legal scholar Alexander argues vigorously and persuasively that [w]e have not ended racial caste in America; we have merely redesigned it. Jim Crow and legal racial segregation has been replaced by mass incarceration as a system of social control (More African Americans are under correctional control today… than were enslaved in 1850). Alexander reviews American racial history from the colonies to the Clinton administration, delineating its transformation into the war on drugs. She offers an acute analysis of the effect of this mass incarceration upon former inmates who will be discriminated against, legally, for the rest of their lives, denied employment, housing, education, and public benefits. Most provocatively, she reveals how both the move toward colorblindness and affirmative action may blur our vision of injustice: most Americans know and don’t know the truth about mass incarceration.

Essentially, she argues that the so-called color-blind laws that we have in place today do not just passively result in the greater incarceration of the African-American population, but actively target that segment of America.  Just as literacy tests in the Jim Crow era (on their face, race-neutral laws) resulted in fewer African-Americans being able to vote, so too do today’s laws, either in what they criminalize (crack versus powder cocaine) or in how they are implemented (police focus of resources on high minority neighborhoods) disproportionately affect the black community.  Further, in our current society that lauds racial equality and elects a black president, it is no longer kosher to actively discriminate based on race; but racism is not dead, we have (perhaps purposefully in some cases, but blindly by most people) have given it a new name under the separation of felons and non-felons.  Based on our collateral sanctions laws, it is perfectly okay to discriminate against felons in employment and voter disenfranchisement.

This last point, although I had heard it before, had never truly hit home for me prior to  reading this book.  As long as we continue to prohibit those who are incarcerated or who have a felony record from voting, we are ignoring the very segment of the population that has a vested interest in changing the laws so as to be more fair and reentry-focused.

My only problem with her argument (and I am sure this is echoed by conservatives everywhere) is that unlike race, which you cannot choose, felons did choose to commit a criminal act.  Yes, we can discuss social cues and the sad consequences of poverty, etc, but there is that basic fact that is always going to shut many people’s ears to what she is saying.

Further, when laws are discussed in legislative committee hearings, the issue of the impact on race does not come up, nor do I believe that 99% of legislators (at least my state) actively want to target the black population.  According to Alexander, the issue of race should come up – we are fooling ourselves by thinking we are in a color-blind society and we should always consider whether the laws that we pass explicitly or implicitly target an ethnic segment.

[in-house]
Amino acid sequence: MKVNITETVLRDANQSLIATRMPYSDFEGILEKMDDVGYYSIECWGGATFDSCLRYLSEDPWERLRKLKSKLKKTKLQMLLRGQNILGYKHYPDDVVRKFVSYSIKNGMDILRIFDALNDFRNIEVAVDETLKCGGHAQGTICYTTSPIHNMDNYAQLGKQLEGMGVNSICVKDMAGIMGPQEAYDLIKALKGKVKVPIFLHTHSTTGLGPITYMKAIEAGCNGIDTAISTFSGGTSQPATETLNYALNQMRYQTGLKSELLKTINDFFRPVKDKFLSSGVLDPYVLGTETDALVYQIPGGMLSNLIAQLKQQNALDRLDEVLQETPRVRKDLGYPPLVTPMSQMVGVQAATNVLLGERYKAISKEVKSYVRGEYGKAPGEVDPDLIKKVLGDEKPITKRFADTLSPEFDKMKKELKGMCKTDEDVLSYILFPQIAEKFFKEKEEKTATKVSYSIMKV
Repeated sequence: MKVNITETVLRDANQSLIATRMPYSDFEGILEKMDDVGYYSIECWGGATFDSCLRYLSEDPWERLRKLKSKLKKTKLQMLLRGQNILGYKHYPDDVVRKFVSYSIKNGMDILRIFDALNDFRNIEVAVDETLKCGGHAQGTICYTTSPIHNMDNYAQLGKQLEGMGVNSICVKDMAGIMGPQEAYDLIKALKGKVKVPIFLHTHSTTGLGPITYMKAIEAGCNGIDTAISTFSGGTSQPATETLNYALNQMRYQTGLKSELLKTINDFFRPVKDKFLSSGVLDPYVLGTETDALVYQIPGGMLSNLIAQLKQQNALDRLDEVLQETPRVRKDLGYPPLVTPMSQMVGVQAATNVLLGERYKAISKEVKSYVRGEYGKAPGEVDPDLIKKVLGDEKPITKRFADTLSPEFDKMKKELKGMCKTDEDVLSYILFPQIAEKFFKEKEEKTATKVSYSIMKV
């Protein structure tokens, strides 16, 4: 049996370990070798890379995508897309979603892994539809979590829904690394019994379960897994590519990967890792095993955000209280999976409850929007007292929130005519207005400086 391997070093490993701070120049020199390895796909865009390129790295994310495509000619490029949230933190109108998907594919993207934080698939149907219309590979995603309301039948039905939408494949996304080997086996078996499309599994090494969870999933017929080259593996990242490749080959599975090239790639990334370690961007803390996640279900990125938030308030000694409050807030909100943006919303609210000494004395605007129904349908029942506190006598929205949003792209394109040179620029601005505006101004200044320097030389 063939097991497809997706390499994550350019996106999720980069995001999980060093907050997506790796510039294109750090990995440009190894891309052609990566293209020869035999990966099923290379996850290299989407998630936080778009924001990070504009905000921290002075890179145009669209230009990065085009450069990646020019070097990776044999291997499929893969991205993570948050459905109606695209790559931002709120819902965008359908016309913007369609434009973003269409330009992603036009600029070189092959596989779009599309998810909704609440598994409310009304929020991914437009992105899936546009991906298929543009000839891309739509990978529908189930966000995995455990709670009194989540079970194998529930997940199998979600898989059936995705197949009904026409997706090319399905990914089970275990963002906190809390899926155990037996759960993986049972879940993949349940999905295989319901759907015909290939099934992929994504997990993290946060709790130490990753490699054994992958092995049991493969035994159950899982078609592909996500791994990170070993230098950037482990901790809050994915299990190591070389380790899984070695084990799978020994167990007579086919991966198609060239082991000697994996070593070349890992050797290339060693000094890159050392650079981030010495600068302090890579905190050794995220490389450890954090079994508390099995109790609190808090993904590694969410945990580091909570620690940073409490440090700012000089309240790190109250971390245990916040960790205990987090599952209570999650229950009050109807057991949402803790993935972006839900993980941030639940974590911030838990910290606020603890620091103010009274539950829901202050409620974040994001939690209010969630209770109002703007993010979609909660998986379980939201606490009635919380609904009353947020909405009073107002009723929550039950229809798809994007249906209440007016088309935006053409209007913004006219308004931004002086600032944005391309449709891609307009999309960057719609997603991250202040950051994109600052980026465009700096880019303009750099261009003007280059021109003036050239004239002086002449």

In all, this book is an important piece that makes the reader reconsider preconceived notions about the high rate of incarceration of African-Americans in the US and the legislative choices that we make as a society that have led us here.

OH: Mental Health and the Juvenile Justice System

Ohio’s Correctional Institution Inspection Committee publishes a report on mental health and the juvenile justice system.  From the CIIC website:

This report provides an overview of current literature pertaining to the mental health service needs of the juvenile justice population, the current mental health caseload and services provided in the Ohio Department of Youth Services, litigation (SH v. Reed) that has prompted changes in DYS’ provision of mental health services, and current Ohio task forces that are working to identify solutions to improve mental health services across the state.

Access the report here.

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OH: Evaluation of New Officer Training

Every state corrections department has a new officer training.  The potential positive impact of the training can be immense, as inexperienced officers are generally placed on second shift, which also tends to be the shift on which the most serious incidents occur.  In this day of staffing reductions, corrections departments generally do not have a surplus of staff to ensure lengthy supervised probationary periods.  Rather, new staff generally are given a post and are expected to be able to work the block with just the new officer training to prepare them.

Despite the importance and prevalence of new officer training, there is very little systemic research on the topic…until now.  Ohio’s Correctional Institution Inspection Committee has published a report on new officer training, comparing Ohio to fifteen other states plus the Bureau of Prisons.  You can check it out here.